written by Tami Winfrey Harris, Anti-Racist Parent Editor
A recent conversation with an acquaintance, coupled with Erin Blakeley’s article on Babble, got me thinking…
I firmly believe that the most effective solution to the racial challenges we frequently unpack here is teaching the next generation to do better. You likely agree. After all, you are hanging around a site called Anti-Racist Parenting. Here is something else I believe: It is not just parents of color, or parents of children of color, who have to do this work.
Now, I have several anti-racist parenting allies who are the white parents of white children, but far more of my white friends and acquaintances see racism mainly as a function of the past. They think “the playing field is equal now” and that “a little racism still exists, but it’s on both sides.” They consider many calls for racial sensitivity to be examples of political correctness run amok. They aren’t racists and likely know few, if any, people who are. They “don’t see color” and neither, they insist, will their children.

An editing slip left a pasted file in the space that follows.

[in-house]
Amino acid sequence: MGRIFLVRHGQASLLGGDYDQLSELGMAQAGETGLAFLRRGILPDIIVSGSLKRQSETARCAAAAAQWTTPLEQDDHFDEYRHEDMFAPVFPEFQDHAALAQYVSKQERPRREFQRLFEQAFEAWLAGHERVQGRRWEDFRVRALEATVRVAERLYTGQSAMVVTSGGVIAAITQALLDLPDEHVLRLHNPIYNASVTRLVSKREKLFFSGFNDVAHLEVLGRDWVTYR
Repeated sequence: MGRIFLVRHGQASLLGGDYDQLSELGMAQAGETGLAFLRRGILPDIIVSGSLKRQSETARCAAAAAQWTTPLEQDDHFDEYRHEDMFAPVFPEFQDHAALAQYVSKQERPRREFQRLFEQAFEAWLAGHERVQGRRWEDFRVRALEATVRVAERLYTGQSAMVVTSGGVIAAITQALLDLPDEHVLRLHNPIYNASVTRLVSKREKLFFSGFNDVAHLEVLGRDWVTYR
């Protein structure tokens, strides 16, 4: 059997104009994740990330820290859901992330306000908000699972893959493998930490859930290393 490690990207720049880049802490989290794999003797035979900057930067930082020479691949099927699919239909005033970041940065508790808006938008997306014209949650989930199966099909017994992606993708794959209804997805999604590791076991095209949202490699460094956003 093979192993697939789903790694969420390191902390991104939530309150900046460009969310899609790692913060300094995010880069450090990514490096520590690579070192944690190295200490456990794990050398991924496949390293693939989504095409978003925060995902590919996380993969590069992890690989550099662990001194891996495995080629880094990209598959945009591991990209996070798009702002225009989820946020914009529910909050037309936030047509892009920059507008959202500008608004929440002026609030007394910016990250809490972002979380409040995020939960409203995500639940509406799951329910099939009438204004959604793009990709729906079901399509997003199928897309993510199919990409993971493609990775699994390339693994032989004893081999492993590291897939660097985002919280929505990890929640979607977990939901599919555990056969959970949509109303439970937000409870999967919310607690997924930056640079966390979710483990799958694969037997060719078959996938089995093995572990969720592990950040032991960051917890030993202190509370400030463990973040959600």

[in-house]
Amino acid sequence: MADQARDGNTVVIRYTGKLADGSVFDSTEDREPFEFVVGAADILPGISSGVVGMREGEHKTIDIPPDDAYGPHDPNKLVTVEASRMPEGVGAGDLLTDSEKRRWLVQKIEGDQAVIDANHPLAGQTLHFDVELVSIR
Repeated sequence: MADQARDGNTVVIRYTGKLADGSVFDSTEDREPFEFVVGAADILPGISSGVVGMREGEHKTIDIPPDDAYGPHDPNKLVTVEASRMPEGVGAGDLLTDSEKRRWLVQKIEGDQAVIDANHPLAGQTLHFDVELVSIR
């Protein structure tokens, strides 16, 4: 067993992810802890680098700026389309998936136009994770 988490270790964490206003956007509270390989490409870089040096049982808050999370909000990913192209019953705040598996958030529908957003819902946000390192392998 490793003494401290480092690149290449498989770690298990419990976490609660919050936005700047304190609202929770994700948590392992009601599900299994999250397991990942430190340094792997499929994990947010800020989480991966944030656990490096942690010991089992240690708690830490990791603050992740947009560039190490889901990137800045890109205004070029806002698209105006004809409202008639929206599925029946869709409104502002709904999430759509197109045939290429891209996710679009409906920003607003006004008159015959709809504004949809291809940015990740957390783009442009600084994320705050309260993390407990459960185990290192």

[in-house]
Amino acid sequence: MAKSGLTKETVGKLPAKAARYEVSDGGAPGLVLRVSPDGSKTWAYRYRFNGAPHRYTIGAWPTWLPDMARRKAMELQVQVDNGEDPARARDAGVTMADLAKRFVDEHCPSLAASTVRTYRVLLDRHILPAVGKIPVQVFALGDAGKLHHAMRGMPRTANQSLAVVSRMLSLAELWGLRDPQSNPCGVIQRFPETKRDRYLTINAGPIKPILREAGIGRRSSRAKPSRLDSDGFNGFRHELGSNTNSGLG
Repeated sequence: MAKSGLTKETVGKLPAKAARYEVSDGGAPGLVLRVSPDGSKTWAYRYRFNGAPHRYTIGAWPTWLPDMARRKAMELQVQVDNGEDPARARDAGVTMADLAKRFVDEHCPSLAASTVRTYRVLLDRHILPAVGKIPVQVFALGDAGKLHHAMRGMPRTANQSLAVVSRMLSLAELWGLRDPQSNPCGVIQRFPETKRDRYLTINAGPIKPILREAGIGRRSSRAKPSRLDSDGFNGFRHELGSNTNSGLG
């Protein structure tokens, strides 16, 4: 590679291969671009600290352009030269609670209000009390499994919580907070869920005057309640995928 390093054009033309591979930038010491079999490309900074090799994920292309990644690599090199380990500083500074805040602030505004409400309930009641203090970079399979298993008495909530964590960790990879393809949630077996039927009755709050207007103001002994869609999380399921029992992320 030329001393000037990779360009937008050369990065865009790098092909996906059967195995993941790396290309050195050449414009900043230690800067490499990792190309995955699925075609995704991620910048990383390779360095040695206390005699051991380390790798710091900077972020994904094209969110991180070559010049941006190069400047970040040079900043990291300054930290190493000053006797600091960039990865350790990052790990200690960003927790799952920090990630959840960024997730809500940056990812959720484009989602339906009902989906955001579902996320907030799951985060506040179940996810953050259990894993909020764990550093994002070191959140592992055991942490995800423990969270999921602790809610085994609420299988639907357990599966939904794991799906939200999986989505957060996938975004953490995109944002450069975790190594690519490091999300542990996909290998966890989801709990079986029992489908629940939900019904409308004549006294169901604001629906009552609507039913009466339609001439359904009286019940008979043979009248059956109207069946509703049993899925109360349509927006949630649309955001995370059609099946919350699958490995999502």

In my corner of the world, mainstream Americans who are ignorant of the history of race in America and blind to the institutional racism and racial biases that still pervade our society seem to outnumber those who worry about things like racial identity, marginalization, biased beauty standards, othering, etc. And I fear that in the Age of Obama, the odds may become even worse. After all, “How can America be a racist country, if the president is a self-identified black man?”
This is a problem. The anti-racist movement needs allies of every stripe. My black nieces and nephews need the parents of their white friends to be invested in identifying and addressing racial inequality, and those parents need to pass that awareness to their own children. Otherwise, how can we ensure that a more egalitarian future for ALL of our children.
Most moms and dads of color I know, because of their own experiences, consider that teaching children to deal with race bias and racism is a necessary and important part of parenting. How do you convince parents who are privileged enough to not have to think about race every day to see the importance of proactively discussing this “ism?”
How do we create more anti-racist parents?
Image courtesy of utopiacere on Flickr